Fundraising Good Times

Skin in the game

As more foundations and granting agencies look holistically at how they work with their grantees they are giving more than money. Support from a funder can now include technical assistance such as training sessions, technology, time to work with a specific consultant, invitations to conferences or meetings, opportunities to collaborate with other grantees, and more. Sometimes this support is in addition to funding, and sometimes it is instead of funding. Sometimes nonfinancial support is well received by nonprofits. Other times, there is a less than enthusiastic response. 

The difference in how nonfinancial support is received can tie back to the past relationship between a funder and grantees and/or it can be related to the larger environment nonprofits are operating in. Here’s how we see it. In some communities government and philanthropic funders are seen as gatekeepers and kingmakers who decide which organizations—and causes—are worthy of investment. While unspoken, there may be a feeling amongst nonprofits that these funders ask for a lot and offer little. An offer of nonfinancial technical assistance can be perceived as “another hoop to jump through” instead of an opportunity to partner and/or provide access to resources. In other communities—or for organizations within the same community—nonfinancial technical assistance is quickly embraced. It is seen as an opportunity to gain needed resources or information and to strengthen relationships. It is seen as an “added bonus” or a first step in a future potential funding relationship. Responses are nuanced and often influenced by a funder’s history, reputation, and the extent to which actual funding—and not “just resources” are available. 

We believe that the more that nonprofits and government and philanthropic funders can work together the stronger a community can become. We support the expansion of nonfinancial support by agencies and foundations. We don’t see this as a substitute for financial support, but as a complement. It takes money, resources, expertise, and relationships to create change. Money alone is not enough.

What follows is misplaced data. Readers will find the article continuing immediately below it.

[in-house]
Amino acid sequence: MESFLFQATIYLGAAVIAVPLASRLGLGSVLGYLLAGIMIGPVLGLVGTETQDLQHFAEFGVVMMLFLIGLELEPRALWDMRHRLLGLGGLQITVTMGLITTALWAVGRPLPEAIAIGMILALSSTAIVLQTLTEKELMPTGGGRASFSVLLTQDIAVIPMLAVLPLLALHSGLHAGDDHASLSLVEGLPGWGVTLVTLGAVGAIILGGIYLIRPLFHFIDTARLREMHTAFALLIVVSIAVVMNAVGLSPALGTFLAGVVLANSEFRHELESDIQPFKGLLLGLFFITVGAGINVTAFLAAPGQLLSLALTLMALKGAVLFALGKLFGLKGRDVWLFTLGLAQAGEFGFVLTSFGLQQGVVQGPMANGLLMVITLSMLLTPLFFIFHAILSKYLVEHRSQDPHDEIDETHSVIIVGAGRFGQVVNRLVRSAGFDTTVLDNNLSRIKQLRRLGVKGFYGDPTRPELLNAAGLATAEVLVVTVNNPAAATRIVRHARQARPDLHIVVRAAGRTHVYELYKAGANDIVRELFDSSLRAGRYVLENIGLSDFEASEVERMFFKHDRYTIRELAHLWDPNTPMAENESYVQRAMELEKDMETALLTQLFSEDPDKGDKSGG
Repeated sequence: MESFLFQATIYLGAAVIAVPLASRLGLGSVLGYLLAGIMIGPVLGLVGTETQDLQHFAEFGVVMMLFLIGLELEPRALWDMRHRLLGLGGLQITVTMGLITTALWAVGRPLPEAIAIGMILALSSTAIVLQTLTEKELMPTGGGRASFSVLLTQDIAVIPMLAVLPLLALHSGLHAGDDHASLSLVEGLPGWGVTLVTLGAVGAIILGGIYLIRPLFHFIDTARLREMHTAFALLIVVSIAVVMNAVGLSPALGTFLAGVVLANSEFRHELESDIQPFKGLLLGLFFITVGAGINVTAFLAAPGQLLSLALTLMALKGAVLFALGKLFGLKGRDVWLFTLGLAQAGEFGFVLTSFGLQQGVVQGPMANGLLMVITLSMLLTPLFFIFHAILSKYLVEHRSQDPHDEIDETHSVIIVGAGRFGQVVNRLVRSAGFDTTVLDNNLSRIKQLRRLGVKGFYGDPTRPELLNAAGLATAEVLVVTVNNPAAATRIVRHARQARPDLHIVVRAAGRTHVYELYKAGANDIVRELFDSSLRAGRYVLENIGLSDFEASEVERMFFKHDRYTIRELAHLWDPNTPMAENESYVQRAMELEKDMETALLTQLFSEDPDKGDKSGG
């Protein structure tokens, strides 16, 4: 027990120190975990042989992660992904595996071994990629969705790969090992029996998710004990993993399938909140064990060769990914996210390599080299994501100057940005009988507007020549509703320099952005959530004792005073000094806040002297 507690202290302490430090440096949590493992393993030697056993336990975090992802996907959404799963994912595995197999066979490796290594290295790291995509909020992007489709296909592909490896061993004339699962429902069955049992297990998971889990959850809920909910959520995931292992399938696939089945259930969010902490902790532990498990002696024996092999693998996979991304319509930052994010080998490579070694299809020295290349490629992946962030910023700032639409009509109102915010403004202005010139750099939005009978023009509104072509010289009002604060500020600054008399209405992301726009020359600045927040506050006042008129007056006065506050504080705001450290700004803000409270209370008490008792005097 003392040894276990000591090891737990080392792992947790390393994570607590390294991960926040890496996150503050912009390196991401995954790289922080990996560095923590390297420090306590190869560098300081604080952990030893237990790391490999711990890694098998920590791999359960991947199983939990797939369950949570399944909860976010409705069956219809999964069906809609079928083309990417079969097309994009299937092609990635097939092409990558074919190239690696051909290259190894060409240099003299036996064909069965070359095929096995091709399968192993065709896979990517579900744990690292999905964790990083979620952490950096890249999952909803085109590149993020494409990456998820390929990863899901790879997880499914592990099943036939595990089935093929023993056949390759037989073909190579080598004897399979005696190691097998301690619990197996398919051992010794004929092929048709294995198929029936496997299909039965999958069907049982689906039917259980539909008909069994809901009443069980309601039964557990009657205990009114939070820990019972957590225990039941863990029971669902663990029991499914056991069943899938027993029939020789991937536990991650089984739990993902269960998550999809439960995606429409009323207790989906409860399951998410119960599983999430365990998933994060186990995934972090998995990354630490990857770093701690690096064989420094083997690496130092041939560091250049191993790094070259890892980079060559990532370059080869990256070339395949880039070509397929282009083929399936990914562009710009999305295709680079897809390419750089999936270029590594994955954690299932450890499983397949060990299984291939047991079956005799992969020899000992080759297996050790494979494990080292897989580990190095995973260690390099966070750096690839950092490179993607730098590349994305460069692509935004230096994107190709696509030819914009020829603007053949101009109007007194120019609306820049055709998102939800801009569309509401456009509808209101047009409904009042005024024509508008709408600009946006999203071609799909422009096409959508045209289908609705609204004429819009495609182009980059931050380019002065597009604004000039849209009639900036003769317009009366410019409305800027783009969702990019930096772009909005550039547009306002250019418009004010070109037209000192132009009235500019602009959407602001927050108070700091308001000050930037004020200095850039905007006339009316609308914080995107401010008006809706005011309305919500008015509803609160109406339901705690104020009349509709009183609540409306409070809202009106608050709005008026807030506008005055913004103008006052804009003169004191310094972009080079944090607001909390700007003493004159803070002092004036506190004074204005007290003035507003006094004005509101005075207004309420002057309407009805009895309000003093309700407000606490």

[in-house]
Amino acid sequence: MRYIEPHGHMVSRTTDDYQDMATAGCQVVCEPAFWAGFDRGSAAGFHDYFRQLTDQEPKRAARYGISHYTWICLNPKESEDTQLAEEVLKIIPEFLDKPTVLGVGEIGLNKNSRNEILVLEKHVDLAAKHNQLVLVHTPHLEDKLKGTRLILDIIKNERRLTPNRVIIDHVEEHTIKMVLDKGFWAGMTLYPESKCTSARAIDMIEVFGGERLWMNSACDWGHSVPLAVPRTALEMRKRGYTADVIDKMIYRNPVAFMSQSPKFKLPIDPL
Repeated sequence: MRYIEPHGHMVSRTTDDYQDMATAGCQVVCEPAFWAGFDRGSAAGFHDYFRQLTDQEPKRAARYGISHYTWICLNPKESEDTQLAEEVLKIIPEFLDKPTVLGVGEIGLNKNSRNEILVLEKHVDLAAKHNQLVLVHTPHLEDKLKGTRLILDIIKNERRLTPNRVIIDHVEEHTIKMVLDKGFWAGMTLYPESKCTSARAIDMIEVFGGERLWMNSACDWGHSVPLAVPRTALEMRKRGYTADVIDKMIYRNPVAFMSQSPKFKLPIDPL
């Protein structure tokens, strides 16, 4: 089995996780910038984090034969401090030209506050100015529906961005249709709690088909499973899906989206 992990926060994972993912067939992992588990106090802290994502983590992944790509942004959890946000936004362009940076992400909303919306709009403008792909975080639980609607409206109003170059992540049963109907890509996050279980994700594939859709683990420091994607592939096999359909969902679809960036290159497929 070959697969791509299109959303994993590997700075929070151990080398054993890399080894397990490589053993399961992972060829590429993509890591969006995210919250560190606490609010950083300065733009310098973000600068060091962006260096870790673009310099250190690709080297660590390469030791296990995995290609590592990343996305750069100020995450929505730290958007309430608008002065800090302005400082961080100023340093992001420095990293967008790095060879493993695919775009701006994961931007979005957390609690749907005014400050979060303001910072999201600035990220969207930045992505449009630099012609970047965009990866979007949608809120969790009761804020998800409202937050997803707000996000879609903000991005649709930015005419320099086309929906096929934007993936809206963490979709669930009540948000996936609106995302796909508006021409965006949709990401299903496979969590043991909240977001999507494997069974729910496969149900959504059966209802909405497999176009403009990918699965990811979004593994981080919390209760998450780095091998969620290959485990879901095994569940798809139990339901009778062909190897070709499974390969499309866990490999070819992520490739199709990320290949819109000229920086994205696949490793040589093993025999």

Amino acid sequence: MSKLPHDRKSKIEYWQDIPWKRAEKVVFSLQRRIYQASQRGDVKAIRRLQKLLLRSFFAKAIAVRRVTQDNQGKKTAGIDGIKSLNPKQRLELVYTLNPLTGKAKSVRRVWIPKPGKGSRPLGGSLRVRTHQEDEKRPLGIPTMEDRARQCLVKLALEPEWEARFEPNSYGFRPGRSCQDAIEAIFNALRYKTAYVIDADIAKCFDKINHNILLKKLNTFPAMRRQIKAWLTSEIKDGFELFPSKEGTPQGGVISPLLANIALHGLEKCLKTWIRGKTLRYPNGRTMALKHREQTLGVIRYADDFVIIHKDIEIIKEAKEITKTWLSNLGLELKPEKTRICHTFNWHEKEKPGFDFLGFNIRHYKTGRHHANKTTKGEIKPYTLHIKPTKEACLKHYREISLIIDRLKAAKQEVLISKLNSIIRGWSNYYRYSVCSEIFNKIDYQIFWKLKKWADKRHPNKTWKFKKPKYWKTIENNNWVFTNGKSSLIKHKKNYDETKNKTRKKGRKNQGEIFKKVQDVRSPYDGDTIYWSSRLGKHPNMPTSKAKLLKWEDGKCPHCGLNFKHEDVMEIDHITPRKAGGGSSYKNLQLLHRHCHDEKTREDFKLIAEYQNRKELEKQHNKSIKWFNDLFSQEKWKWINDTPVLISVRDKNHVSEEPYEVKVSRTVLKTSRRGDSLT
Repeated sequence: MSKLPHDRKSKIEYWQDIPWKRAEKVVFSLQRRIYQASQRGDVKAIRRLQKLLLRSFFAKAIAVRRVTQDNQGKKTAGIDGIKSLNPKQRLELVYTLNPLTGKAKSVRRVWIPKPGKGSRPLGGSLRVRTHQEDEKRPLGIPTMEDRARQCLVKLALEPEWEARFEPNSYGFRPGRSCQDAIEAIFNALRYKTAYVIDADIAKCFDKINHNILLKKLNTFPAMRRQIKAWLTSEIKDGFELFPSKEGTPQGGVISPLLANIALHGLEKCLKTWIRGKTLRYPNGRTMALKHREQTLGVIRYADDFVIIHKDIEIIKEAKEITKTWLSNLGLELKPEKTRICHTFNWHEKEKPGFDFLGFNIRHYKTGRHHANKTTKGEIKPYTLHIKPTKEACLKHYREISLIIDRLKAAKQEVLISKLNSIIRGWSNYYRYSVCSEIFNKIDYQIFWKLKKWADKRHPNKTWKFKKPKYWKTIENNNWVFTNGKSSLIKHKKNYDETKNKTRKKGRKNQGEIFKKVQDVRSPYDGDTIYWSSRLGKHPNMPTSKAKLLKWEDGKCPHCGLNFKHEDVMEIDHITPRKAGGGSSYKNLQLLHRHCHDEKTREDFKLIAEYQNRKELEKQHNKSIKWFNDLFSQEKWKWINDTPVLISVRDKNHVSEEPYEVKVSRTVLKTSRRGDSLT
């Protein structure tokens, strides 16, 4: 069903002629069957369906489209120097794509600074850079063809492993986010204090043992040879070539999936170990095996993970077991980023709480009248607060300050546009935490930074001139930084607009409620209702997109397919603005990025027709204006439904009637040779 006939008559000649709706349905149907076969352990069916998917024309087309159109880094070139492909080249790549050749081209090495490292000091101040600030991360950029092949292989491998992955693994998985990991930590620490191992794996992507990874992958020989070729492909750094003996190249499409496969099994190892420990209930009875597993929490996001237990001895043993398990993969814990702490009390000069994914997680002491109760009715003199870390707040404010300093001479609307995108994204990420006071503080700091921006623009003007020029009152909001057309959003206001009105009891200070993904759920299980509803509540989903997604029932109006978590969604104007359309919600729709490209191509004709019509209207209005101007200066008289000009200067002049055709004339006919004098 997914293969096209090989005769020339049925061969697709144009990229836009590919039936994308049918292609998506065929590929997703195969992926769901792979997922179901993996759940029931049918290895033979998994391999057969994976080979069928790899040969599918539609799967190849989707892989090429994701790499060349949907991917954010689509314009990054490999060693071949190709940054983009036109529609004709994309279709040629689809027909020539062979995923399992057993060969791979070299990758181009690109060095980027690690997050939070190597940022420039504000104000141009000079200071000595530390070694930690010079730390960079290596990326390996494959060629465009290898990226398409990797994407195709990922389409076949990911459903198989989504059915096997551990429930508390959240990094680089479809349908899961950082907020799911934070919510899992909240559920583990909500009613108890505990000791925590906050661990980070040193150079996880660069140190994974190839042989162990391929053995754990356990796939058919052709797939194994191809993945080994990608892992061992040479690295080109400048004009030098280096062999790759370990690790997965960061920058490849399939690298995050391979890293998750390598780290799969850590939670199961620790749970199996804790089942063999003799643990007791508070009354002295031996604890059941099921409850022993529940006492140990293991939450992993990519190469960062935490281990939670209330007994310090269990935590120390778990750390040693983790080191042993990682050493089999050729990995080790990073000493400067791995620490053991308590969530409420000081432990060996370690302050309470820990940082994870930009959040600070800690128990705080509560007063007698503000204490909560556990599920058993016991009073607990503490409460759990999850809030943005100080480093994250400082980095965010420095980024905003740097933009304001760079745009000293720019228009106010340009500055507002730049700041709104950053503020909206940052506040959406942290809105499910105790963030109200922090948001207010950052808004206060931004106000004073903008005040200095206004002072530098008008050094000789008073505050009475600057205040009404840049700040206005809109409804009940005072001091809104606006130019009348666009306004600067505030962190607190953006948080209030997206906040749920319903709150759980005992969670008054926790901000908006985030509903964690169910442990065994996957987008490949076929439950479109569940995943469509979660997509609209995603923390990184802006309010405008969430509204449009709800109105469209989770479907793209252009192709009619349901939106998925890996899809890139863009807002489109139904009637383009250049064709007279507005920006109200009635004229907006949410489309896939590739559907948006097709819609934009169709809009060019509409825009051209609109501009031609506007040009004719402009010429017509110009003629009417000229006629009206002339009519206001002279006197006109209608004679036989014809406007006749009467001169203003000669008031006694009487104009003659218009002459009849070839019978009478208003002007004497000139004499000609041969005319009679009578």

Here are our recommendations for how nonprofits can demonstrate they have “skin in the game” and are committed to growth via nonfinancial technical support. First, evaluate the nonfinancial offer before accepting to ensure you have the band-width to follow through with the offered support. Make sure it aligns with your organization’s vision and that you bring your heart to the project. Consider the longer-term impact of the offered assistance and the value of building relationships. If you accept, engage the right people from your team and be sure to engage (or at least inform) board members and key administrators. Keep your word. Follow up and follow through and put to use the guidance, technology, or recommendations offered. Of course you don’t want to blindly accept what is offered, but you must continuously evaluate and then implement in a timely manner. Don’t make excuses. Report the results of trainings or the implementation of new processes. Remember: everything free is not free, and it takes more than money to succeed. Here’s to your success!

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